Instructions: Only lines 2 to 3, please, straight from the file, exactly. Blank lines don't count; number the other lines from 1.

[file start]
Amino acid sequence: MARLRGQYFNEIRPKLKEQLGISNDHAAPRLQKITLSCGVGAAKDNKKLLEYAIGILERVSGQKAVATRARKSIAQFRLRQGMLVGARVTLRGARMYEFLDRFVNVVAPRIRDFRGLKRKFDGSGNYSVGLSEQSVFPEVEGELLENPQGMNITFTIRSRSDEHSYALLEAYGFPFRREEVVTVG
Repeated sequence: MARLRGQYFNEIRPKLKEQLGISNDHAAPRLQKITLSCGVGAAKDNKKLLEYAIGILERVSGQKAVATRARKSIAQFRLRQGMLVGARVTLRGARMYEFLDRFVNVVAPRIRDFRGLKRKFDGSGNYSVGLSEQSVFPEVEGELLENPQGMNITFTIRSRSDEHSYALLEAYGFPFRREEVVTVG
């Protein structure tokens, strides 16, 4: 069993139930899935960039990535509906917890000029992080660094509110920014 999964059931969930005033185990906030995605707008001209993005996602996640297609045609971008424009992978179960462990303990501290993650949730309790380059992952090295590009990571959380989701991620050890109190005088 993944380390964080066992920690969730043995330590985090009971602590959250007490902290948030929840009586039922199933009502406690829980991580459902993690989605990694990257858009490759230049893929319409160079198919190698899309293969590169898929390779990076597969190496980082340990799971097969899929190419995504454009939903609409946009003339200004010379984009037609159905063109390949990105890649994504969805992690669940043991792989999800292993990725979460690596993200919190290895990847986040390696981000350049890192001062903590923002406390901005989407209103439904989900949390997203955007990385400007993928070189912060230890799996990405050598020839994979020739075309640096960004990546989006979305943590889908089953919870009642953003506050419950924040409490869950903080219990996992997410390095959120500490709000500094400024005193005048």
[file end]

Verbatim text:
Repeated sequence: MARLRGQYFNEIRPKLKEQLGISNDHAAPRLQKITLSCGVGAAKDNKKLLEYAIGILERVSGQKAVATRARKSIAQFRLRQGMLVGARVTLRGARMYEFLDRFVNVVAPRIRDFRGLKRKFDGSGNYSVGLSEQSVFPEVEGELLENPQGMNITFTIRSRSDEHSYALLEAYGFPFRREEVVTVG
């Protein structure tokens, strides 16, 4: 069993139930899935960039990535509906917890000029992080660094509110920014 999964059931969930005033185990906030995605707008001209993005996602996640297609045609971008424009992978179960462990303990501290993650949730309790380059992952090295590009990571959380989701991620050890109190005088 993944380390964080066992920690969730043995330590985090009971602590959250007490902290948030929840009586039922199933009502406690829980991580459902993690989605990694990257858009490759230049893929319409160079198919190698899309293969590169898929390779990076597969190496980082340990799971097969899929190419995504454009939903609409946009003339200004010379984009037609159905063109390949990105890649994504969805992690669940043991792989999800292993990725979460690596993200919190290895990847986040390696981000350049890192001062903590923002406390901005989407209103439904989900949390997203955007990385400007993928070189912060230890799996990405050598020839994979020739075309640096960004990546989006979305943590889908089953919870009642953003506050419950924040409490869950903080219990996992997410390095959120500490709000500094400024005193005048």